There’s definitely more than one type of grass you can plant.
But, in this week’s plant talk Kevin shows us some more decorative varieties.
KEVIN: Now that we’re at mid-summer and we’ve got fall knocking at the door, a lot of the ornamental grasses are going to start showcasing themselves. This is Northwind Switch Grass, a very, very prominent wide-stem. It’ll start turning a golden bronze into the fall, with a wispy panicle.
KEVIN: Now this is Miscanthus Grass, also called Silver Feather. It gets a big, showy white plume towards the fall. Be careful though, it does have a rhizome, and it’ll spread out.
Little Blue Stem is one of the native grasses to North Dakota, and one of the more compact grasses. It gets a beautiful little purplish fall color. And a wispy seed head.
And here we have Karl Foerster Feather Reed Grass, one of the most common that you see around Bismarck. It’s a very nice upright grass. It doesn’t spread out, easy to control. A lot of people refer to it as “I want that grass that has that wheat-looking head”.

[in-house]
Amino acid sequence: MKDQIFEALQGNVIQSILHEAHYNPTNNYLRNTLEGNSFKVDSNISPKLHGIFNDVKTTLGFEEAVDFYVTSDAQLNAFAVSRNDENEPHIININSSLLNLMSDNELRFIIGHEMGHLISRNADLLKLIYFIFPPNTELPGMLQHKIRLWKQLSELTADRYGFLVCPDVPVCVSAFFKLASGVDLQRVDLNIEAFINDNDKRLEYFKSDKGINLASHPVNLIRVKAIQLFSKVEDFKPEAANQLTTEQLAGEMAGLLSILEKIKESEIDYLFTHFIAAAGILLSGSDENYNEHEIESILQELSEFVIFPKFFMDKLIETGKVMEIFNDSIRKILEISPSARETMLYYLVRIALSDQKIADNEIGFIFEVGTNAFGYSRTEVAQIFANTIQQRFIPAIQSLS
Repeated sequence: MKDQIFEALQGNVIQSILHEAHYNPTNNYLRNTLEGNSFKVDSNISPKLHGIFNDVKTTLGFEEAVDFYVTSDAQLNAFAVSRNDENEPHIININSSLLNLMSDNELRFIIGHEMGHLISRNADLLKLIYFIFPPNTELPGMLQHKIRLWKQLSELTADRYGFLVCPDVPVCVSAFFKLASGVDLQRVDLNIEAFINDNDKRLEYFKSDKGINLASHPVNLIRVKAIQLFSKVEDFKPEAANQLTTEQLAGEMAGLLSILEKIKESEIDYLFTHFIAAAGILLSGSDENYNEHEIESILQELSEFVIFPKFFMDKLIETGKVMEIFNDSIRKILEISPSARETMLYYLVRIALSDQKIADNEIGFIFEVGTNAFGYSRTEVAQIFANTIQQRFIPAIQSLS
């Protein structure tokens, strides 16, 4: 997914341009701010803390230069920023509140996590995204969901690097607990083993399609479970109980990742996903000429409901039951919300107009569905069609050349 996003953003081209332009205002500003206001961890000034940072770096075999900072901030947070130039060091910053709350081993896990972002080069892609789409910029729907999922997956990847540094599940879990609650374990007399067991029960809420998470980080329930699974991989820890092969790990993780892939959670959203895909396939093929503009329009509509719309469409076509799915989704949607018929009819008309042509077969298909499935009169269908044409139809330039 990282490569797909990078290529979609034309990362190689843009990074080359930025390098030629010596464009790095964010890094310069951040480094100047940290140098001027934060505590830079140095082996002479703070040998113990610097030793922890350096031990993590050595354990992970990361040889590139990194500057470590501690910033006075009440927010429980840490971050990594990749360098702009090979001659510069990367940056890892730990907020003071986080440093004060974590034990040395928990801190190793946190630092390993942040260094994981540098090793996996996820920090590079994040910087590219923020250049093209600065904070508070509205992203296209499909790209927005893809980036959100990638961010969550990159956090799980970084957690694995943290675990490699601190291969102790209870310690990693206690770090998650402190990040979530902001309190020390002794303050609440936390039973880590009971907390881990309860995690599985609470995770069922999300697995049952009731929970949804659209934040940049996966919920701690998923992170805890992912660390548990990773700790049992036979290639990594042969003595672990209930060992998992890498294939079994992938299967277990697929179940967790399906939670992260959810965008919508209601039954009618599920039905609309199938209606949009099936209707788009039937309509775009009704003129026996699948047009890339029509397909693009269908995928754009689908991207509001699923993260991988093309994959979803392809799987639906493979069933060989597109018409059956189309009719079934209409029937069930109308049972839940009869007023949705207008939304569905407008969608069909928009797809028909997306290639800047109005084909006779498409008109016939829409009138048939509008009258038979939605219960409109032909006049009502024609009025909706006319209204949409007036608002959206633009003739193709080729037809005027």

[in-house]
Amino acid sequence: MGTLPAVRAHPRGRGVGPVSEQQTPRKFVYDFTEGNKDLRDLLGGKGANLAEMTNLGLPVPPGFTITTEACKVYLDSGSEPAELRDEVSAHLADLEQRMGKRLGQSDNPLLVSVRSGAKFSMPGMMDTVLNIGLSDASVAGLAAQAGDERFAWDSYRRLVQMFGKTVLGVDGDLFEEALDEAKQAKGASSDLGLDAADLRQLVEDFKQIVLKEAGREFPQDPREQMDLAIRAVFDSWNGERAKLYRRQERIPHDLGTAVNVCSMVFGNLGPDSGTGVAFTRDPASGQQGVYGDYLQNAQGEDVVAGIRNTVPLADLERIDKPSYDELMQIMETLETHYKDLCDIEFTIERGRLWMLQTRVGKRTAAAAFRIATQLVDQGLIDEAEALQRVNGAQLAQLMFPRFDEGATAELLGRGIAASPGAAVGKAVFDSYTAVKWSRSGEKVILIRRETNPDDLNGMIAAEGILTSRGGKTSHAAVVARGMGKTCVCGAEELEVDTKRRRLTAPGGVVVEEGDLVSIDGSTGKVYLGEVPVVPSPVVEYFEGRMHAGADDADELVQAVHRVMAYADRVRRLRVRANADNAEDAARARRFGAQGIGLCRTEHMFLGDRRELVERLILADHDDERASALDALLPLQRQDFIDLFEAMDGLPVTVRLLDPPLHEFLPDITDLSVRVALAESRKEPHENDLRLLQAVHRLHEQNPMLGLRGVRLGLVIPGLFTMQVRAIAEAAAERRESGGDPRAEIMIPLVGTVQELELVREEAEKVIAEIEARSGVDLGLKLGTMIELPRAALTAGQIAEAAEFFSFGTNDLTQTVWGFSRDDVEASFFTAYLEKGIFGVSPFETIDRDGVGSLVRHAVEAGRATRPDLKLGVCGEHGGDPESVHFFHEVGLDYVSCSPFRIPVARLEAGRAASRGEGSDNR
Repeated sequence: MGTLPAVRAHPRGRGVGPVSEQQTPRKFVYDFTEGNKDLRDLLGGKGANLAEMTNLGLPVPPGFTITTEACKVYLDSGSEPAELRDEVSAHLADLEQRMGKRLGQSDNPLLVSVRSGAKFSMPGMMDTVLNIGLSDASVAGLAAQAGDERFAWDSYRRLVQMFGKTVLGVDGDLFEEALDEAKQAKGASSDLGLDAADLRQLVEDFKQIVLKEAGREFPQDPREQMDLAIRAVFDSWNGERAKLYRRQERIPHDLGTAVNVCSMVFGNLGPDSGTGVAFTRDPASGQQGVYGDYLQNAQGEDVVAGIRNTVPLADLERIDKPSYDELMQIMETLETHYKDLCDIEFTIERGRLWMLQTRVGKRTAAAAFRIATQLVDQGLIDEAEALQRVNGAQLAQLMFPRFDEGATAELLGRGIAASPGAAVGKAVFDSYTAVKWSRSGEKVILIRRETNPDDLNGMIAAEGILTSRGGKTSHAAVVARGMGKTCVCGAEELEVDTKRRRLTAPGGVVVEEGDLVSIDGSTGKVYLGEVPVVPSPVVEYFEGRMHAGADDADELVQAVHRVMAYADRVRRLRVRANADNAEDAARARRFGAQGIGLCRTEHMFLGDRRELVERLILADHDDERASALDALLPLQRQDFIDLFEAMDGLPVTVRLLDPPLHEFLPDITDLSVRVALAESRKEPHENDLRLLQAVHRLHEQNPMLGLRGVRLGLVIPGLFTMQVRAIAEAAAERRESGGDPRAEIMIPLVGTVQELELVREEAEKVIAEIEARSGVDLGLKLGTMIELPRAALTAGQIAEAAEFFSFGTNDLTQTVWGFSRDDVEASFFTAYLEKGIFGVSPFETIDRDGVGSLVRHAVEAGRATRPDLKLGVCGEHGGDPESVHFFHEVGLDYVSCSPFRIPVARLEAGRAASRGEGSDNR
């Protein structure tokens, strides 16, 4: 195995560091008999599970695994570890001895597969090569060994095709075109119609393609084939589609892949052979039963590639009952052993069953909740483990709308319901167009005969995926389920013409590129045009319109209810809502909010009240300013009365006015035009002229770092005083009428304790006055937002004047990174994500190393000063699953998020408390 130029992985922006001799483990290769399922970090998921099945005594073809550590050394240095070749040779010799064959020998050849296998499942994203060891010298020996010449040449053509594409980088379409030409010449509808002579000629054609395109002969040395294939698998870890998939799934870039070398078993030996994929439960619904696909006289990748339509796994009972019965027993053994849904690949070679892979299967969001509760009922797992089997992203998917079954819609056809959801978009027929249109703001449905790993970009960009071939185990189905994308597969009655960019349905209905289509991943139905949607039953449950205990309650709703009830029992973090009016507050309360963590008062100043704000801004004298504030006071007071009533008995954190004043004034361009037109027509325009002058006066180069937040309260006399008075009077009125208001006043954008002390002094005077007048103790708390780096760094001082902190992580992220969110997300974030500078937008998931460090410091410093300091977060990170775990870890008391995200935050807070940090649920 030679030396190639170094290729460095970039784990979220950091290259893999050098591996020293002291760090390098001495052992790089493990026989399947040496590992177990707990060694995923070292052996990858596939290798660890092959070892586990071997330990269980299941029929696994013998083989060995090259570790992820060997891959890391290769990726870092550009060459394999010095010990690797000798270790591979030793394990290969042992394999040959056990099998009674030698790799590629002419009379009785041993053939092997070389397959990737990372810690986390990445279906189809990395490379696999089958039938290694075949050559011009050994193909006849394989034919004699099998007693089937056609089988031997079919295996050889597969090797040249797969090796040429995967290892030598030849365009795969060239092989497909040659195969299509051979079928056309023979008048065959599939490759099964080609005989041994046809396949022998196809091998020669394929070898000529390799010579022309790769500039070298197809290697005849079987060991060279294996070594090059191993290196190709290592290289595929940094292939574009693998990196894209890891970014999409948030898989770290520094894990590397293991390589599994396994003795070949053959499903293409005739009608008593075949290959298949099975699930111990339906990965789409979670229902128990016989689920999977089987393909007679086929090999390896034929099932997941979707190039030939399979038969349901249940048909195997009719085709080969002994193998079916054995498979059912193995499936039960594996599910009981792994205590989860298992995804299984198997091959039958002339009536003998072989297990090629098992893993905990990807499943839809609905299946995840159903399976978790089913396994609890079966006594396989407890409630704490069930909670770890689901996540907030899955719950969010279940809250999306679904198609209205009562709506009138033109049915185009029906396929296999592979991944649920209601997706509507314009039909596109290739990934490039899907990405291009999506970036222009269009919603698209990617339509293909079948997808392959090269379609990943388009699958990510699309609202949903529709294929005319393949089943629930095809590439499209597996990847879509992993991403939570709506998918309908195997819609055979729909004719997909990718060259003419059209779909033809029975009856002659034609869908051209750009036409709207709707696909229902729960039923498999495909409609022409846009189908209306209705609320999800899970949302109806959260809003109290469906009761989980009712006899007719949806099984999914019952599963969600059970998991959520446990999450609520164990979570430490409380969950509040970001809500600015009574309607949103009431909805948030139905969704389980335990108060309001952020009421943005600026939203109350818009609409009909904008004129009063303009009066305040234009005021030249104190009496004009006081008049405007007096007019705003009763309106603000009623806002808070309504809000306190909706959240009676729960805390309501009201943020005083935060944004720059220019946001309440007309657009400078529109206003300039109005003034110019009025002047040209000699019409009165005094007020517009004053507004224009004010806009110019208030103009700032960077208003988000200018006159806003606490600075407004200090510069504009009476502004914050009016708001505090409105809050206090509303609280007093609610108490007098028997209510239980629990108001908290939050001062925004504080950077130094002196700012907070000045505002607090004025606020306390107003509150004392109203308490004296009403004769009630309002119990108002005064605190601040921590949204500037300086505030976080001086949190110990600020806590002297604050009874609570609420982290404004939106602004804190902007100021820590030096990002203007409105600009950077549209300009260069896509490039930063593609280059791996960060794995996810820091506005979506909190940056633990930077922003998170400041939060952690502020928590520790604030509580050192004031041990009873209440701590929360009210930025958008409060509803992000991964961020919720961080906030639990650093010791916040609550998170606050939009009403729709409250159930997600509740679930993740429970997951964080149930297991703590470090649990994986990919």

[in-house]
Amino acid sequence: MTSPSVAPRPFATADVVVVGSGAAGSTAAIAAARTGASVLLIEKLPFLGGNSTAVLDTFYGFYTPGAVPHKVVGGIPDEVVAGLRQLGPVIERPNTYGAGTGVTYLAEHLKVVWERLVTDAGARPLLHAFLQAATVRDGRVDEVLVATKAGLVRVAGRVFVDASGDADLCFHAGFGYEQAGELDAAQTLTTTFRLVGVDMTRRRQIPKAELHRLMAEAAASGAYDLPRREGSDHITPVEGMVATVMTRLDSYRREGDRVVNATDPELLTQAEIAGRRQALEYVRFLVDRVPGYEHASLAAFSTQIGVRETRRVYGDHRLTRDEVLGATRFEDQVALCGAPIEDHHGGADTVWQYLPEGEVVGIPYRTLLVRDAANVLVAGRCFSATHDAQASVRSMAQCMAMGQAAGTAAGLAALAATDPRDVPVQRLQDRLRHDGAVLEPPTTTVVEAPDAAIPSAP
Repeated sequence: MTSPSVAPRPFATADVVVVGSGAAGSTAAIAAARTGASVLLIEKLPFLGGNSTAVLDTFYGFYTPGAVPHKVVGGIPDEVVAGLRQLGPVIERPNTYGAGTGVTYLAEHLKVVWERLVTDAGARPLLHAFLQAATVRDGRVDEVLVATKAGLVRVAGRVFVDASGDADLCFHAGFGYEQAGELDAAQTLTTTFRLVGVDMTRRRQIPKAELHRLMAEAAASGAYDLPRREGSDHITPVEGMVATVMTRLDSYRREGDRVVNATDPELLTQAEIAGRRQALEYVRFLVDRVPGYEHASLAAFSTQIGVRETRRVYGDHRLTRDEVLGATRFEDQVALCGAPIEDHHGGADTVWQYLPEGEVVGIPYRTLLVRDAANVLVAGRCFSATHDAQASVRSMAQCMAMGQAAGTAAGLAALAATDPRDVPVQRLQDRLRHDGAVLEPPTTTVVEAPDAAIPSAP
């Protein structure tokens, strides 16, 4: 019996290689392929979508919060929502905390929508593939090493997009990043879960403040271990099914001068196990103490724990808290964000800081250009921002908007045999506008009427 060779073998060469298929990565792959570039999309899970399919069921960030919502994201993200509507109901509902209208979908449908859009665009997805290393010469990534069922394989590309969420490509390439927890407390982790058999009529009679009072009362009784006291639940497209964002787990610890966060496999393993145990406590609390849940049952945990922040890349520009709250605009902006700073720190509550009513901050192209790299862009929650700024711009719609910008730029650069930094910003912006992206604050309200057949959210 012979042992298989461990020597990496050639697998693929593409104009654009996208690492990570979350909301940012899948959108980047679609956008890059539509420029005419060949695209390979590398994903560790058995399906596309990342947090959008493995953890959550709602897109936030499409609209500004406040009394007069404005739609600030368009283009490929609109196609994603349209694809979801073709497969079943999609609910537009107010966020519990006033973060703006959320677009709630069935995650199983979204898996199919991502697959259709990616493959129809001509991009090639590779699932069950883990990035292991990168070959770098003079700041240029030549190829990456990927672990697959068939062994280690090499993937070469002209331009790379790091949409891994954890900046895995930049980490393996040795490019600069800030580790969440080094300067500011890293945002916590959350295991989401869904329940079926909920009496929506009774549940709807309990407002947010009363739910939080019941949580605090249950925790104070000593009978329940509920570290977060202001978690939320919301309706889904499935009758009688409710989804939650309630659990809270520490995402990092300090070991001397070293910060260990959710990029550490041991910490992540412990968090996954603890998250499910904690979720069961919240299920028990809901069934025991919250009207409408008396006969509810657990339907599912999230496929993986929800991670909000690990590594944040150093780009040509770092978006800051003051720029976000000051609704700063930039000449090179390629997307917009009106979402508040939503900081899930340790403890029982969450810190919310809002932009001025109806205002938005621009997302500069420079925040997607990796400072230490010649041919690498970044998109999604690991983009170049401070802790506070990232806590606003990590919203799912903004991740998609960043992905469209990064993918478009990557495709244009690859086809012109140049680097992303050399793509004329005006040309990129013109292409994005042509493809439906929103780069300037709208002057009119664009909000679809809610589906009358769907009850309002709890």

KEVIN: Now all the other grasses we’ve talked about previous are hardy for North Dakota. You could leave them out in the winter. Purple Fountain Grass is probably the most common one used in our flower containers. Look at that beautiful seed heads are coming on this time of year.
KEVIN: So one of the other benefits of planting the grasses in your yard, you can bring it indoors. This is that Indian Warrior Grass, Karl Foerster, great for dried arrangements. I hope you enjoyed this week’s Plant Talk, we’ll see you again next time.